Wishing For A Unicorn
Today I’m talking to Billfold reader Carly about savings, homebuying, and sad desk lunches.
Nicole: So tell me, Carly: how have you saved money this year?
Carly: Largely, I started a new job last November which included a big bump in salary.
Nicole: Nice! What industry, if I may ask? IS IT STEM
Carly: I’m a project manager at an ad agency, mostly managing web stuff. I never know how to categorize what I do.
Nicole: You are totally Dawn on Mad Men, now that she’s been promoted. Maybe. I’m never sure how to feel about Mad Men characters. [EDIT: I KNOW SHE’S PROBABLY A COMBINATION OF DAWN AND HARRY, BUT HARRY IS AWFUL]
Carly: Haha, I don’t actually watch Mad Men, but from the little I know of the show, the drinking seems accurate.
Nicole: HA. So you got a salary bump, but managed to avoid the dreaded lifestyle creep?
Carly: I am very good at spending exactly all of the money I have, but no more, so I try to aggressively automatically move money into savings, because if it sits in my checking account, I will spend it.
Nicole: That makes sense. I have to write myself lists of numbers that belong to bills and groceries and things,so I don’t trick myself into thinking I can spend everything in my checking account RIGHT NOW.
Carly: Well, about half of my money goes to rent, and the other bills I pay mid-month. So it works out that almost one paycheck goes to rent on the 1st, and then everything else hits around the 15th. I live by myself in Park Slope, which is a stupidly nice neighborhood.
Nicole: Oh, I have heard of Park Slope. It has strollers.
Carly: Yes. But also lots of other things.
Nicole: LOL I know. I don’t know why the “Park Slope parenting” stereotype stands out above the others. All of my bills come during the last week of the month, for me. This means I have to start from Day 1 thinking about “this money does not belong to today, it belongs to Day 25.”
Carly: Yeah, I aggressively check my money on Mint, and with rent hitting at the beginning of the month, it looks like I’m over budget immediately. So it’s like a game for my money to overtake my spending.
Nicole: Ha, I like that. Professor McGonigal would be so proud (that is a gamification joke).
Carly: Haha, yeah. Mint was the first step in me trying to understand my money like four or five years ago, and I love it. I’m still not great at knowing what I’m going to spend money on in advance, but at least I know how much I have at any given time.
Nicole: So do your savings make you feel wealthy? Or, um, “wealthy?”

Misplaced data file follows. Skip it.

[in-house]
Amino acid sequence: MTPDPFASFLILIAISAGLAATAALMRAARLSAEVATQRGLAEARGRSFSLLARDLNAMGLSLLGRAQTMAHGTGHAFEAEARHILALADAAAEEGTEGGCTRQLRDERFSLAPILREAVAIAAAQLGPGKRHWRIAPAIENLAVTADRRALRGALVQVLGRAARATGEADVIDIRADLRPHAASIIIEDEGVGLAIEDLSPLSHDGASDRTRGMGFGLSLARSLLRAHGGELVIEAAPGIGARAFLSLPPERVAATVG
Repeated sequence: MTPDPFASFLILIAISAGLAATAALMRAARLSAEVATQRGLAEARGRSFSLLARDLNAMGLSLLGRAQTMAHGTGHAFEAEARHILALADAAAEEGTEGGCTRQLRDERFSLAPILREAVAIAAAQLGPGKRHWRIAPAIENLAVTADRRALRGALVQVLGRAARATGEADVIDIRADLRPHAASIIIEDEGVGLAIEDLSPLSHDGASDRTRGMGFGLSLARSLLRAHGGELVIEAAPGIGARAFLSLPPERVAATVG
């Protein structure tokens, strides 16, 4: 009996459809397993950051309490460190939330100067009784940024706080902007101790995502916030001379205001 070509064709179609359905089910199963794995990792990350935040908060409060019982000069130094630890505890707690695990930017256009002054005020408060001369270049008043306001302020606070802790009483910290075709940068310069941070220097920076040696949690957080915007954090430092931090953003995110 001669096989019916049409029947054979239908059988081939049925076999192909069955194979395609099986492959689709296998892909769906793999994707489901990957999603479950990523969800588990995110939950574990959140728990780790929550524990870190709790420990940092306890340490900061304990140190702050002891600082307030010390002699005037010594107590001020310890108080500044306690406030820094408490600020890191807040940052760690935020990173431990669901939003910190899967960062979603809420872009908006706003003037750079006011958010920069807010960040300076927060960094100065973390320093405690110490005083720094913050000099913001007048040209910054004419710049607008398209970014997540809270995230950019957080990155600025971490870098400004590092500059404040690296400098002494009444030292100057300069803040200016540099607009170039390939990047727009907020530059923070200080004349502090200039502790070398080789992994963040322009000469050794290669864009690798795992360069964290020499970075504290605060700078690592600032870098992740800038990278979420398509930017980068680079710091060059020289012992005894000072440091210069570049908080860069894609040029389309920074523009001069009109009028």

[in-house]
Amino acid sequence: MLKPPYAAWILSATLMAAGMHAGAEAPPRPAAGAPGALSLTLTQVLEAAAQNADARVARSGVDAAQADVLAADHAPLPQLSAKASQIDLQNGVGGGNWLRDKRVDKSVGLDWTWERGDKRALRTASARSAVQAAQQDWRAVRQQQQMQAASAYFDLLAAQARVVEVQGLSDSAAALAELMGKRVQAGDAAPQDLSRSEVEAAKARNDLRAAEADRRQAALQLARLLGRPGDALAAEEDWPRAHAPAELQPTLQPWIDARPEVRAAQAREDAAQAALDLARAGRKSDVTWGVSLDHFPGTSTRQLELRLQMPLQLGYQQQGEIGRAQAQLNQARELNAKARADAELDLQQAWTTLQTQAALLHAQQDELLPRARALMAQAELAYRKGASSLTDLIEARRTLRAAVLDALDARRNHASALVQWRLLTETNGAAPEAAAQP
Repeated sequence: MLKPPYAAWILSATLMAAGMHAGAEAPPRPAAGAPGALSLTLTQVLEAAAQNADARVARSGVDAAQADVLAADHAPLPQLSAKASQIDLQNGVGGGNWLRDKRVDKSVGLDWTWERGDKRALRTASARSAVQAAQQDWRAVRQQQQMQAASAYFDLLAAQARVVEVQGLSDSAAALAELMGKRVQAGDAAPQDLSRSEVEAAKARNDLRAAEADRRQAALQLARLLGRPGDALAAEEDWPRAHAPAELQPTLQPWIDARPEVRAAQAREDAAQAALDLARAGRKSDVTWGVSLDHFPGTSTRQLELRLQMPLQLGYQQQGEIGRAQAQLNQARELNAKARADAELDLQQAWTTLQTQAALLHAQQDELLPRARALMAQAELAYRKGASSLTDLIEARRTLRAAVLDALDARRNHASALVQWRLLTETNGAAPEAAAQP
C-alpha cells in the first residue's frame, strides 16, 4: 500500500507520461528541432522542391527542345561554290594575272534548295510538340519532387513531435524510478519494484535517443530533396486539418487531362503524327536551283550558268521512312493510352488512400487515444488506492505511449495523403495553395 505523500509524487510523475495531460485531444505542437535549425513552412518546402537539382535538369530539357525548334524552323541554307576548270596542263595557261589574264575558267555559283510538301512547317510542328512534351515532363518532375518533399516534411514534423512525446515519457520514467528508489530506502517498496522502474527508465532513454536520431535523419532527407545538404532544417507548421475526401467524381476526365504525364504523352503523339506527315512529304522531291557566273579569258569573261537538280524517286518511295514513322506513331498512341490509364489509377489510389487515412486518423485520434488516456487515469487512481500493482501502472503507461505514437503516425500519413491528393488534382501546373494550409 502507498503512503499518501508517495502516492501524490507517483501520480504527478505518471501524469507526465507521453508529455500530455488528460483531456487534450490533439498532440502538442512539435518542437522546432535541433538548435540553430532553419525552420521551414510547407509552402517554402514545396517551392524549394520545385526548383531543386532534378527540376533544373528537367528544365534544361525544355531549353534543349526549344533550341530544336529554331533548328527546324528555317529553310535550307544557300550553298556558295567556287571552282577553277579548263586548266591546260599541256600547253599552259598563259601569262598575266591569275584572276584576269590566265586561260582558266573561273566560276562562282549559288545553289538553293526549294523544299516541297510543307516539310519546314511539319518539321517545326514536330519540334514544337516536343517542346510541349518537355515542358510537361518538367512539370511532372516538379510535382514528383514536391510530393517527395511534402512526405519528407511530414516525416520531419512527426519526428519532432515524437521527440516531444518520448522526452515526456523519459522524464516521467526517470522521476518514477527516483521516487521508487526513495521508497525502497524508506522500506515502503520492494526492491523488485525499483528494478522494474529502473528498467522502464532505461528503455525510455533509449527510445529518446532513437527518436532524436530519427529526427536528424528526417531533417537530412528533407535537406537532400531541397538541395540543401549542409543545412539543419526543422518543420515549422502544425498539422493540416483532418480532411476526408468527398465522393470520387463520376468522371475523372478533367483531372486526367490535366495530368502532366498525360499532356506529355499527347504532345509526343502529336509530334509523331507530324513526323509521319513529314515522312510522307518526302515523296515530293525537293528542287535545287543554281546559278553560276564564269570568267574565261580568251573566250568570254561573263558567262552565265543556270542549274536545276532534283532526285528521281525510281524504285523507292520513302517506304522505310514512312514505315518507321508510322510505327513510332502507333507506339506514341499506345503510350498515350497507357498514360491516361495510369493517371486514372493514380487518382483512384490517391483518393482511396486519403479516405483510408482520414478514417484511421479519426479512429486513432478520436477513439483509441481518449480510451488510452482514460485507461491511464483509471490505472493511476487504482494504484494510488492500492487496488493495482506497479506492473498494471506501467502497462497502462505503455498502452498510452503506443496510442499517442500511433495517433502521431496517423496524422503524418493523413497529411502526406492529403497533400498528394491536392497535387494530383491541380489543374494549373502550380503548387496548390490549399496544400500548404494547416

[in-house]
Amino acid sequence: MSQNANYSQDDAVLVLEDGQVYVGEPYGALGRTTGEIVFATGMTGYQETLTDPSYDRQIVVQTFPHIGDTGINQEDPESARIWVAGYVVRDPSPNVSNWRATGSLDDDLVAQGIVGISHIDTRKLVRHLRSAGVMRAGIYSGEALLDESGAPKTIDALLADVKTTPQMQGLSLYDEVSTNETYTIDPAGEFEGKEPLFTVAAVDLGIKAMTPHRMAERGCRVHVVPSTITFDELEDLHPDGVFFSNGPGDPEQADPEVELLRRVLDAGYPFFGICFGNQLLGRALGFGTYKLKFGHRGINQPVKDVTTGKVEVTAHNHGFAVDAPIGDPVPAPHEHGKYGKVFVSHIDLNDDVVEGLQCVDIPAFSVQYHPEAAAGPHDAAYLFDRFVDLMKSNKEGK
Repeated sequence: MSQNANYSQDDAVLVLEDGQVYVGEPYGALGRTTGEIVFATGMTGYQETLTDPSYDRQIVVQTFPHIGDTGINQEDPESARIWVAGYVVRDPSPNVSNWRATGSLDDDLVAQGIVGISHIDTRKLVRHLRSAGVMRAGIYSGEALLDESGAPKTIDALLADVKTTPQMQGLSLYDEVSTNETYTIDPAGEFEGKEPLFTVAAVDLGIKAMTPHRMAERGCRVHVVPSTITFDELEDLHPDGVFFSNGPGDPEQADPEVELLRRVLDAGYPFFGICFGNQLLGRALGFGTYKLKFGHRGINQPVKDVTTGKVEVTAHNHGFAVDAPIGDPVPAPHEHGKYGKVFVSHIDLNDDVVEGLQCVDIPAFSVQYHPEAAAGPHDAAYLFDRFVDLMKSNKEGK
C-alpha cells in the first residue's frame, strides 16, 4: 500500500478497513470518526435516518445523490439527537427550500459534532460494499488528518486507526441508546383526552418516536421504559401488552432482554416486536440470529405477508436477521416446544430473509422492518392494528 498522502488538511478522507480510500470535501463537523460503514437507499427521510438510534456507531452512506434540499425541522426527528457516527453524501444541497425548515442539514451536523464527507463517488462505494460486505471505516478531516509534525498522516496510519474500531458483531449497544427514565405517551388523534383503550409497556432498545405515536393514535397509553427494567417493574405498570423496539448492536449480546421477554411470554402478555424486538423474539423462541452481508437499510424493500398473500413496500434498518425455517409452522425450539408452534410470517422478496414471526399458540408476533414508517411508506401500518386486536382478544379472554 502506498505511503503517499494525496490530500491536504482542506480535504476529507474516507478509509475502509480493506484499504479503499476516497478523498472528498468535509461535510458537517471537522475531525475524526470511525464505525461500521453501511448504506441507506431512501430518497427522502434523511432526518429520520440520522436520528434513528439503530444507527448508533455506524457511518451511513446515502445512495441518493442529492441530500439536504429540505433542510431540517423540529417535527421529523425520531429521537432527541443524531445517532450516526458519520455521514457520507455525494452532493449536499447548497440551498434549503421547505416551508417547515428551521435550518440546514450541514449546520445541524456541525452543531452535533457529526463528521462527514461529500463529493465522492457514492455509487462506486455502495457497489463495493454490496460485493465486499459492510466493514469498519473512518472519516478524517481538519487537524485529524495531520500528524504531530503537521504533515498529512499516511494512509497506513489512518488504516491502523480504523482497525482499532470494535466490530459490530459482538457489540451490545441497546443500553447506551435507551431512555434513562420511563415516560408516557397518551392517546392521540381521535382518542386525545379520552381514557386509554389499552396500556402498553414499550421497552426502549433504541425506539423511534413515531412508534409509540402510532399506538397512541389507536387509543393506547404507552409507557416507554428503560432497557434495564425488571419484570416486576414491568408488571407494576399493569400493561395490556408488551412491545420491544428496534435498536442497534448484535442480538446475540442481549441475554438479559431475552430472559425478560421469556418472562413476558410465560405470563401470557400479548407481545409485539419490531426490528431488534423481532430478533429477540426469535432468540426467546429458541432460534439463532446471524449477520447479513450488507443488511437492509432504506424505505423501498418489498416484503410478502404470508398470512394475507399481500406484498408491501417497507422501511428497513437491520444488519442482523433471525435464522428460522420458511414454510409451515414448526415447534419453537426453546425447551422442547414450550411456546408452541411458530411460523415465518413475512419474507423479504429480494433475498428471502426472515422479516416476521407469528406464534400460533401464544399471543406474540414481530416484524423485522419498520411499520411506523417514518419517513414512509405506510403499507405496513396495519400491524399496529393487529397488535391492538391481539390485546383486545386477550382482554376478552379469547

Carly: I love, love, love the net worth over time chart, but no. Sadly. I went to an open house for an apartment this weekend, because the money is hypothetically an apartment fund, but in New York I might as well be wishing for a unicorn.
Nicole: You mean purchasing an apartment, right?
Nicole: That’s, like, $300K minimum? Half million?
Carly: It depends on what you want, and where. The one I went to was $289K, and the space was actually really nice even though the kitchen needed to be gutted. But it wasn’t in a super exciting neighborhood. Like, I got off the subway and felt like I could have been in the suburbs. It was really residential (one bedroom apt).
Nicole: Yeah, if you are going to spend that much it had better be in a place you love. The sort of “it’s either a HUGE YES, or it’s a NO” idea.
Carly: Well, I once went to an open house in my neighborhood just because I was walking by and the sign outside said the apt had been featured on Design Sponge. It was a duplex, I think it was about $800k.
Nicole: Wait, is it this place?
Carly: No… let me see if I can find it. [EDIT: SHE TOTALLY FOUND IT]
Nicole: I am digging parts of that aesthetic but I do not want to stand on an animal skin rug that is still shaped like the animal.
Carly: Yeah, I don’t know about that rug.
Nicole: To each their own.
Carly: If I were going for an animal-ish look, I love this rug.
Nicole: Aww, that’s adorable! It’s like a stuffed animal. Like a plushie animal. Not a taxidermy.
Nicole: Okay, last question: do you feel like you are saving “too much,” “too little,” or “the right amount?” Do your savings match your goals now and for the future?
Carly: If I spend too much time looking real estate or reading blogs about the people who put away, like, half their income and retire at 35 I start panicking that I’m not saving enough, but realistically, I also want to enjoy life. So probably about the right amount. I feel like I could save more money if I didn’t go out for lunch pretty much every day.
Nicole: Possibly, but then you’d still have to eat lunch somehow.
Nicole: Even Mike Dang buys lunch!
Carly: When I bring lunch, I eat at my desk, and it’s just not pleasant.
Nicole: SAD DESK LUNCH
Carly: It’s probably more than worth it to get up and get that slice of pizza. Yes. Exactly.
Nicole: Well, here is a parting thought to make you feel better: Lunch at $10 a day on average times 5 days a week times 40 weeks a year is $2,000.
Carly: That is not as much as I thought it was going to be.
Nicole: That is a lot, but it’s also not a lot. My monthly grocery budget is around $250, which is $3,000 in a year. So you would be buying more groceries if you were eating fewer lunches out, but the cost differential would not be enormous.
Carly: $2,000 a year is not going to be the difference in affording the $800k duplex.
Nicole: Eat your lunches with no financial guilt!
Carly: Unless I live something like 4,000 years.
Nicole: THE SINGULARITY COULD HAPPEN. WE ARE CLOSER EVERY DAY.
Carly: If I find the fountain of youth, I’ll reconsider my lunches.
Photo credit: Rob Boudon